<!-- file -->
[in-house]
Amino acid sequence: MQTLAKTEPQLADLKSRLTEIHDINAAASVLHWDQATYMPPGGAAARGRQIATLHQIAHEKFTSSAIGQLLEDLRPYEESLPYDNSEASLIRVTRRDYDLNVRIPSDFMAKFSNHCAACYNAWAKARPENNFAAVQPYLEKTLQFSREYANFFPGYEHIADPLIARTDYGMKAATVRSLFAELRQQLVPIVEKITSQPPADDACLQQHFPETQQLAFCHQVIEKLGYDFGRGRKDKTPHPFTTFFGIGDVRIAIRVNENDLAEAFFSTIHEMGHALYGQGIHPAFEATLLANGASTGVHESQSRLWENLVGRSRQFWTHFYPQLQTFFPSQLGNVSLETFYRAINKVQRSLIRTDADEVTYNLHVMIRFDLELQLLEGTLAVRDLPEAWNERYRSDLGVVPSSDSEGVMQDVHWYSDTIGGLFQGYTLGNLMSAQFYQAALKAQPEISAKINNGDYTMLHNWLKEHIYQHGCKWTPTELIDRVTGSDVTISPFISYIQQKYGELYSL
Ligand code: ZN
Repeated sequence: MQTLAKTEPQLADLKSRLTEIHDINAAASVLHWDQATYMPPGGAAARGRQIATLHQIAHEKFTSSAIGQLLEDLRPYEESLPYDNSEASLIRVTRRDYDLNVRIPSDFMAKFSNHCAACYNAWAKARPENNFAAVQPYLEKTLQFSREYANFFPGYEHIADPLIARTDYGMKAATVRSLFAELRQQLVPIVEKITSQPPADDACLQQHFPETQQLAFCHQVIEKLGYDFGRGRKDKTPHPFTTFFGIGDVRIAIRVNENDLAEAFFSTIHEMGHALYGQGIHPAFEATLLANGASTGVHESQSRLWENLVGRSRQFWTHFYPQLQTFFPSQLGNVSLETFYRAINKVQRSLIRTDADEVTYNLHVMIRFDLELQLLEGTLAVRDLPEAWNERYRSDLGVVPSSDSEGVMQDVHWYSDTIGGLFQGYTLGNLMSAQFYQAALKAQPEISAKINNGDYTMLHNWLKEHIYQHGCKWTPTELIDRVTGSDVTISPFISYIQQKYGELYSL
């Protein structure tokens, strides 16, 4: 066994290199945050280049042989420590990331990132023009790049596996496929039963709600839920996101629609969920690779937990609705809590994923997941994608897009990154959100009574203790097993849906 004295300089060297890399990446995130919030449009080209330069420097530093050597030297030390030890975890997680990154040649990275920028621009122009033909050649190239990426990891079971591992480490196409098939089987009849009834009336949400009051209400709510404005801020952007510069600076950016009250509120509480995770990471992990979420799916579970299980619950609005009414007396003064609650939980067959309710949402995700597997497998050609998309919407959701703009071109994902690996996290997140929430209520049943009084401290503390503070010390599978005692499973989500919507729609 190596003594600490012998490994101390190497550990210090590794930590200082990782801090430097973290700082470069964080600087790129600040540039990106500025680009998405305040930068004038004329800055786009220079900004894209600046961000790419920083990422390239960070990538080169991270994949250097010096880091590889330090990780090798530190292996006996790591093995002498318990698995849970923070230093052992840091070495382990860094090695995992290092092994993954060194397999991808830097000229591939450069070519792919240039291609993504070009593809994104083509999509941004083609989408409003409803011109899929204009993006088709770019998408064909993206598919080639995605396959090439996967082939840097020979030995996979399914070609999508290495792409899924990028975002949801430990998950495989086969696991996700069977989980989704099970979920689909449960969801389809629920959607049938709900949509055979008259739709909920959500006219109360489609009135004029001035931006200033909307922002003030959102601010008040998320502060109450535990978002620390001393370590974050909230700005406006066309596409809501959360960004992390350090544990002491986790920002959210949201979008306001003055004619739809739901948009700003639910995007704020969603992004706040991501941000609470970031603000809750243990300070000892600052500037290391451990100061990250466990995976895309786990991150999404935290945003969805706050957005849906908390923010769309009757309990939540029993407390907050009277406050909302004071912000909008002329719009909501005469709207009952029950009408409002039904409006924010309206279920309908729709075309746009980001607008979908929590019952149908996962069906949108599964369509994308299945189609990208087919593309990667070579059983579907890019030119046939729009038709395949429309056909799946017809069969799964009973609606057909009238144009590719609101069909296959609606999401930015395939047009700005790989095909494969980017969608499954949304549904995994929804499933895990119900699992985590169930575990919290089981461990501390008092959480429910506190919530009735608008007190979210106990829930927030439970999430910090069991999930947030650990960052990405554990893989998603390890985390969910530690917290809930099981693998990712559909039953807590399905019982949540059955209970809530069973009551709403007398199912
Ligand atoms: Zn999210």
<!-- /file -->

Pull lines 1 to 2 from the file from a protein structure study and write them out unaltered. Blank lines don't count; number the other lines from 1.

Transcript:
[in-house]
Amino acid sequence: MQTLAKTEPQLADLKSRLTEIHDINAAASVLHWDQATYMPPGGAAARGRQIATLHQIAHEKFTSSAIGQLLEDLRPYEESLPYDNSEASLIRVTRRDYDLNVRIPSDFMAKFSNHCAACYNAWAKARPENNFAAVQPYLEKTLQFSREYANFFPGYEHIADPLIARTDYGMKAATVRSLFAELRQQLVPIVEKITSQPPADDACLQQHFPETQQLAFCHQVIEKLGYDFGRGRKDKTPHPFTTFFGIGDVRIAIRVNENDLAEAFFSTIHEMGHALYGQGIHPAFEATLLANGASTGVHESQSRLWENLVGRSRQFWTHFYPQLQTFFPSQLGNVSLETFYRAINKVQRSLIRTDADEVTYNLHVMIRFDLELQLLEGTLAVRDLPEAWNERYRSDLGVVPSSDSEGVMQDVHWYSDTIGGLFQGYTLGNLMSAQFYQAALKAQPEISAKINNGDYTMLHNWLKEHIYQHGCKWTPTELIDRVTGSDVTISPFISYIQQKYGELYSL